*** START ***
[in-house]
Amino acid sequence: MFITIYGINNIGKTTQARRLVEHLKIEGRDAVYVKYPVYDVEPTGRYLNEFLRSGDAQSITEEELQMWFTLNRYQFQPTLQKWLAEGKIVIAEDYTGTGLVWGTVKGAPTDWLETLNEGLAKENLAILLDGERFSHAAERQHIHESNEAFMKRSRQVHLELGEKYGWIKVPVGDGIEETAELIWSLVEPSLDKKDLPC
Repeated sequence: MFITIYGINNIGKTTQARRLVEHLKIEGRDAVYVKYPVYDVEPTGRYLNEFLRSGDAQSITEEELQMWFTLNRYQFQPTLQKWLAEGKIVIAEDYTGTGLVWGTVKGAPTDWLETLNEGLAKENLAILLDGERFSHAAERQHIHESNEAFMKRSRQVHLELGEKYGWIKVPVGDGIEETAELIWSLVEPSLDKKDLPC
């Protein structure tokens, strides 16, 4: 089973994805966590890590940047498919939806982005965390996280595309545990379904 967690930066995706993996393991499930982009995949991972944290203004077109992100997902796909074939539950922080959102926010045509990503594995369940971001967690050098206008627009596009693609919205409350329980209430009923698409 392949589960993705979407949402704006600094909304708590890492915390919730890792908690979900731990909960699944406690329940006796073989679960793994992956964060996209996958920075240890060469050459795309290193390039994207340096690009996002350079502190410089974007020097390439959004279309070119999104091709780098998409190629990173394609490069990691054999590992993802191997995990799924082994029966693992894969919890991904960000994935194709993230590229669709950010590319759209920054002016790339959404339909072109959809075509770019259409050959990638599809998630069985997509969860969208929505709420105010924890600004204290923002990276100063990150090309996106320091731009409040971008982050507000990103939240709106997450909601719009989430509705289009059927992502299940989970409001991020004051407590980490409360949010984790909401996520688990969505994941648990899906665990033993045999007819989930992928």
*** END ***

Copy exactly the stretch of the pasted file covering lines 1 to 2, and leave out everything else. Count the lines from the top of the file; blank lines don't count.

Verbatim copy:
[in-house]
Amino acid sequence: MFITIYGINNIGKTTQARRLVEHLKIEGRDAVYVKYPVYDVEPTGRYLNEFLRSGDAQSITEEELQMWFTLNRYQFQPTLQKWLAEGKIVIAEDYTGTGLVWGTVKGAPTDWLETLNEGLAKENLAILLDGERFSHAAERQHIHESNEAFMKRSRQVHLELGEKYGWIKVPVGDGIEETAELIWSLVEPSLDKKDLPC